This morning, I got a beautiful instrumental hymn stuck in my head, performed on guitar by Amy Grant and Vince Gill. I hadn’t heard it in a long time, but it’s one of those pieces I never get tired of listening to, even though I am not a particularly religious person at all. It’s just so pretty…
I downloaded the album this song came from, and every once in awhile, I decide I want to hear it. This morning, it was on the brain, so I played it. Then I looked at my guitar and wondered if I could play along…
I could have tried to figure out the chords myself, but I was in a lazy mood. I ended up on a site called Chordify, which had a very useful moving chord chart that scrolled as it also played the official recording of this song. Before I knew it, I had picked up my pretty blue guitar and was playing along quite well. I messed up in a couple of places, particularly with the Em7 chord, which is a new one for me. But sure as shit stinks, it sounded pretty damned good, if I do say so myself. I think if I practiced it a couple more times, I could probably play it quite passably… at least the rhythm part. And I could work on the riff, which is probably Vince’s work. I ended up subscribing to Chordify, because it’s a really cool tool.
The COVID-19 pandemic has mostly been a drag, but there have been some unexpected gifts, like finally learning guitar. For instance, Noyzi the rescue dog continues to bring us joy. I’ve gotten to spend a lot of time with Bill, and we still get along beautifully. I finally caught up on all the episodes of Glee and even discovered a few other series I probably never would have bothered with if not for the lockdown. Reading books is slower than usual, mainly because I fall asleep when I try to read and my eyes are not as good as they once were. I really need to visit the eye doctor for a new prescription. I think it’s time for bifocals. It’s also time for a dental cleaning.
I’ve been feeling kind of nervous and grumpy about a lot of things lately, but sometimes things get put in perspective when I get smacked in the face with reality. Every once in awhile, I watch a YouTube channel run by a mortician named Caitlin Doughty who lives in Los Angeles. She has a channel called Ask a Mortician, which is quirky and often very funny and informative. I don’t watch her channel religiously– I’m more of a casual viewer, I guess. But I happened to catch her most recent video, which really touched me. She presented the perspective of what it’s like to be a mortician in L.A. during the pandemic, particularly after the holidays. A lot of people decided to throw caution to the winds and see their friends and families. Sadly, that led to many people contracting COVID-19, getting very sick, and dying.
And now, Caitlin and her mortician colleagues are overwhelmed with business… and lots of people are finding out what it’s like to have a dead body waiting to be processed. At one point in this video, Caitlin is on the verge of tears as she describes the frustration and agony of having to deal with the constant and ever growing backlog of death, as well as the friends and family members who are left hanging when someone dies of COVID-19.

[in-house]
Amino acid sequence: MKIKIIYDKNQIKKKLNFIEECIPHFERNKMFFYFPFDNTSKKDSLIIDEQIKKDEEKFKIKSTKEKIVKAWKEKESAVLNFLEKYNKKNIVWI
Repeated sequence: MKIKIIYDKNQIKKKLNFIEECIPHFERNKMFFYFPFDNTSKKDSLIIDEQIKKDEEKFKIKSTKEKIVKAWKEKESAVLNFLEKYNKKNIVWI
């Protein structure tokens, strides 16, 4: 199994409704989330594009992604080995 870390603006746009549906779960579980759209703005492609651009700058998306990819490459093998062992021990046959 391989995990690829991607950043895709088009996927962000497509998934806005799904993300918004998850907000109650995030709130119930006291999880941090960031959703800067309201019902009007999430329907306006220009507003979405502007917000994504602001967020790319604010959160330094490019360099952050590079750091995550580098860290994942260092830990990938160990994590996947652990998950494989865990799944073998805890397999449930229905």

I have never not taken this pandemic seriously. In my case, it’s meant mostly staying in my house and trying not to go stir crazy. I haven’t been to downtown Wiesbaden in many months. I don’t even remember the last time Bill and I were there. I bitch about the face masks because I hate them, but make no mistake, this is a very real illness and a lot of people are not going to see the other side of the pandemic. So I sit here and hope for the best… and try to make the best out of this very strange time. I realize I’m very lucky because I’m in a living situation that allows for this. I probably have Bill to thank for it, too. If we weren’t together, I would probably not be able to hunker down so well.
Today, that means exploring Chordify, which turns out to be a really cool tool for learning songs. If you pay for a subscription, which at this writing is less than 36 euros for a year, you get access to tools that show you the easiest ways to play. In my case, that means extensive use of the capo until I get better at barre chords. I do need to practice them more, by the way. But considering the fact that I have learned just about everything I know from Fender Play, I feel pretty okay about my progress since last May, when I first started this journey. And maybe before too long, I might even make a video featuring myself on vocals AND guitar. In any case, it’s probably about time I popped the guitar video cherry. Maybe sometime soon.